Sunday, July 17, 2011

The History of Information: a course and a Pearltree

I've spent the past month devoting ~an hour a day to "The History of Information," a Berkeley course with reading list and webcasts available online. This is my first experience completing a full set of online video lectures. I can't say I did all the readings, but I listened attentively to all the webcasts (most of the time).

I took some notes, but without a precise goal (like passing the final exam), I was mostly interested in getting a bird's eye view of the topic and in typical "collector" mode, I bookmarked a significant number of resources mentioned in the reading list or in the lectures, most of which I scanned but did not read. I collected and organized these resources in Pearltrees.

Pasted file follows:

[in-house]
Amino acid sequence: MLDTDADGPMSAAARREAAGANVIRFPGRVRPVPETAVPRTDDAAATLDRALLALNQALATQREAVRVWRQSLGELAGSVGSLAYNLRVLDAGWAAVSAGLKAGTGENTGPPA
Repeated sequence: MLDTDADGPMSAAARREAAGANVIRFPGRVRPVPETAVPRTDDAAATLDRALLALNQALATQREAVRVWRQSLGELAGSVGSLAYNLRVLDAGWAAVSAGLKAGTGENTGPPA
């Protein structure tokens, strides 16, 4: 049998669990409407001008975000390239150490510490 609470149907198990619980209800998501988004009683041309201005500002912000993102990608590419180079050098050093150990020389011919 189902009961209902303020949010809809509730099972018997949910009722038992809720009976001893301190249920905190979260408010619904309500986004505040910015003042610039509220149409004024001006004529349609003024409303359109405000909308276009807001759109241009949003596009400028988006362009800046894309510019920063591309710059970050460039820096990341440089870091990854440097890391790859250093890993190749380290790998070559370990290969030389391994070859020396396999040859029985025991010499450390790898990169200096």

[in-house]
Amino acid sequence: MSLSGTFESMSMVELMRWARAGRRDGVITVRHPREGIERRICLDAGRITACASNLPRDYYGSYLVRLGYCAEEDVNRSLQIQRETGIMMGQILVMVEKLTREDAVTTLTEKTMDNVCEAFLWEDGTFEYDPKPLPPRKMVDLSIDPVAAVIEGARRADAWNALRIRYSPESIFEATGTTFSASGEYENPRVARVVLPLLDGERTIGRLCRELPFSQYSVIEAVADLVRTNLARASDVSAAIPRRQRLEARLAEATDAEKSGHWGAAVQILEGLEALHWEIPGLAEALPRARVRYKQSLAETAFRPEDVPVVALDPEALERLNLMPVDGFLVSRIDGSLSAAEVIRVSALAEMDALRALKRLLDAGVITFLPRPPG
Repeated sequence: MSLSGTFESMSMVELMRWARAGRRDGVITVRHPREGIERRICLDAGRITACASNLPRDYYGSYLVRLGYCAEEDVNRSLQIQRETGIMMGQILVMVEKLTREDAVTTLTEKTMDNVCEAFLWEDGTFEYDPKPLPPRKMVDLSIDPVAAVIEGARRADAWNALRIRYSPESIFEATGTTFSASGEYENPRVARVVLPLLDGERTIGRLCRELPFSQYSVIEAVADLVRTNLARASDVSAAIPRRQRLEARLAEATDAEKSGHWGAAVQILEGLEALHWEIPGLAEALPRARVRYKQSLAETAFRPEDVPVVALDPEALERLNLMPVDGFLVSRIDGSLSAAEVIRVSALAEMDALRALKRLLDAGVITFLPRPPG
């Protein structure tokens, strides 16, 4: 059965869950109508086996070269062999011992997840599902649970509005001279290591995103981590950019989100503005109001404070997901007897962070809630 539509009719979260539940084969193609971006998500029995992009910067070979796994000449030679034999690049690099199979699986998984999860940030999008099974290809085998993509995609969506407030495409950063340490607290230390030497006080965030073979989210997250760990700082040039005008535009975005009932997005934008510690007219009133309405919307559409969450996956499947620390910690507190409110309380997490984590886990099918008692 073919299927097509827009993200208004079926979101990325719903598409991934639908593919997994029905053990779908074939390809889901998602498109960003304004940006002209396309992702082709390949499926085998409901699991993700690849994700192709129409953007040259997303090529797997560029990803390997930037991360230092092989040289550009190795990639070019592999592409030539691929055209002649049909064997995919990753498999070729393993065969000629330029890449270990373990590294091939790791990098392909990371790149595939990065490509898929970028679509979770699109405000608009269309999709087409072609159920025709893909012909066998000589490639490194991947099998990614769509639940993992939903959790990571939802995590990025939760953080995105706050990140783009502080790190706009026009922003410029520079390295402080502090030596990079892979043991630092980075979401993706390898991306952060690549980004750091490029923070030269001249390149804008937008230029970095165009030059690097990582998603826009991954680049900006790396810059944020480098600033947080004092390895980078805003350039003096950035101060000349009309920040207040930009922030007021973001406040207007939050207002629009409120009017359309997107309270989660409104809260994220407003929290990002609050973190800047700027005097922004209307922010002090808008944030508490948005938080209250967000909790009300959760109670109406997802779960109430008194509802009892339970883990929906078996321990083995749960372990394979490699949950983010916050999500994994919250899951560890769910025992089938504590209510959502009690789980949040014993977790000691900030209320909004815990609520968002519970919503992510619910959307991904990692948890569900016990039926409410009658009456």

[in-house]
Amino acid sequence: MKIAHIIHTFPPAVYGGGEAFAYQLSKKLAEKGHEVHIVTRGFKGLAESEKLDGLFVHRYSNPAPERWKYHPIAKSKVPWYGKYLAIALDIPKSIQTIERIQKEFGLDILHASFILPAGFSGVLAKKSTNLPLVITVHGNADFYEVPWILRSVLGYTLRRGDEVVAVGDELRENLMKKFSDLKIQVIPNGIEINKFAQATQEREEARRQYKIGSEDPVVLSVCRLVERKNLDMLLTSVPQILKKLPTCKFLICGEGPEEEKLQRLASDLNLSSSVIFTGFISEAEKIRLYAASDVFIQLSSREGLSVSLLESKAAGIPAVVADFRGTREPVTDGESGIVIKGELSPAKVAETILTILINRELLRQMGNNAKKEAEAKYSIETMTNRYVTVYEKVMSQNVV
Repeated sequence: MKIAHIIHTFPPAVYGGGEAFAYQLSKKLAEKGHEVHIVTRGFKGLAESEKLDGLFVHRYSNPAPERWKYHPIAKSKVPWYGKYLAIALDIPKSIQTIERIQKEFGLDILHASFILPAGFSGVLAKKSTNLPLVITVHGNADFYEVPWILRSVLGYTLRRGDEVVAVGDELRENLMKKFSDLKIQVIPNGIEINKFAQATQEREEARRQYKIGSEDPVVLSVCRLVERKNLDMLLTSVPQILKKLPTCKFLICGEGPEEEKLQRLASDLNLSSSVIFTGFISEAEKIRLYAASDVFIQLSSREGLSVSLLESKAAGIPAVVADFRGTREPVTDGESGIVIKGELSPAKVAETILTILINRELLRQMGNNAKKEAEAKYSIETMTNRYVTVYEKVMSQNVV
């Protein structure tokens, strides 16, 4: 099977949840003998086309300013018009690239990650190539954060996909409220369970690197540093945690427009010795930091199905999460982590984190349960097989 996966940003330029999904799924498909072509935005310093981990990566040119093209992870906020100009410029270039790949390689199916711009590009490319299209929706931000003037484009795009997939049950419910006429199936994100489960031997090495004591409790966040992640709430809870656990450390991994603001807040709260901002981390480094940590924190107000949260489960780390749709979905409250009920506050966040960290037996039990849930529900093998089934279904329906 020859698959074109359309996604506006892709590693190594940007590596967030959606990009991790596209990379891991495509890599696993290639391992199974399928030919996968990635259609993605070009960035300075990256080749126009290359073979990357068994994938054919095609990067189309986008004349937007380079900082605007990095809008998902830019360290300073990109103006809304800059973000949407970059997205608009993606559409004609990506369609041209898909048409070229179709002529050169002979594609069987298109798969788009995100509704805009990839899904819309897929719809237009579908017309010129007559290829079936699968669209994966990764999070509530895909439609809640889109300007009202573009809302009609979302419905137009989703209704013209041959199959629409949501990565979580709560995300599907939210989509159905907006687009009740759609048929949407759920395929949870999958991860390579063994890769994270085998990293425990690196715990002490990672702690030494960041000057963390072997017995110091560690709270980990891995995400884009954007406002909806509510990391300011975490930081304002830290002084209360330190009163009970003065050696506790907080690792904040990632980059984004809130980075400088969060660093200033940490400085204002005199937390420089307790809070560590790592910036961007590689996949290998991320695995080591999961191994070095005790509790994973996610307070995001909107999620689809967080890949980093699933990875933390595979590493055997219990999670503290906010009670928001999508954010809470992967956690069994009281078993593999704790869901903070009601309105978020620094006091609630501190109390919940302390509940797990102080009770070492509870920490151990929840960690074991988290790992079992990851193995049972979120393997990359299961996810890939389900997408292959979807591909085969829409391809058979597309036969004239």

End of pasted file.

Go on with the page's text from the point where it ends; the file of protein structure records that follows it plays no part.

The History of Information 

So, what did I learn?
Did I learn less, as much, or more than the average student in that class who attended the face-to-face lectures, interacted with the professors, and presumably, did all the assignments? I suspect I learned less, but that's just fine. My goals were different and my goals were met.

Besides the course materials, I learned a lot about what I like and don't like about Pearltrees.

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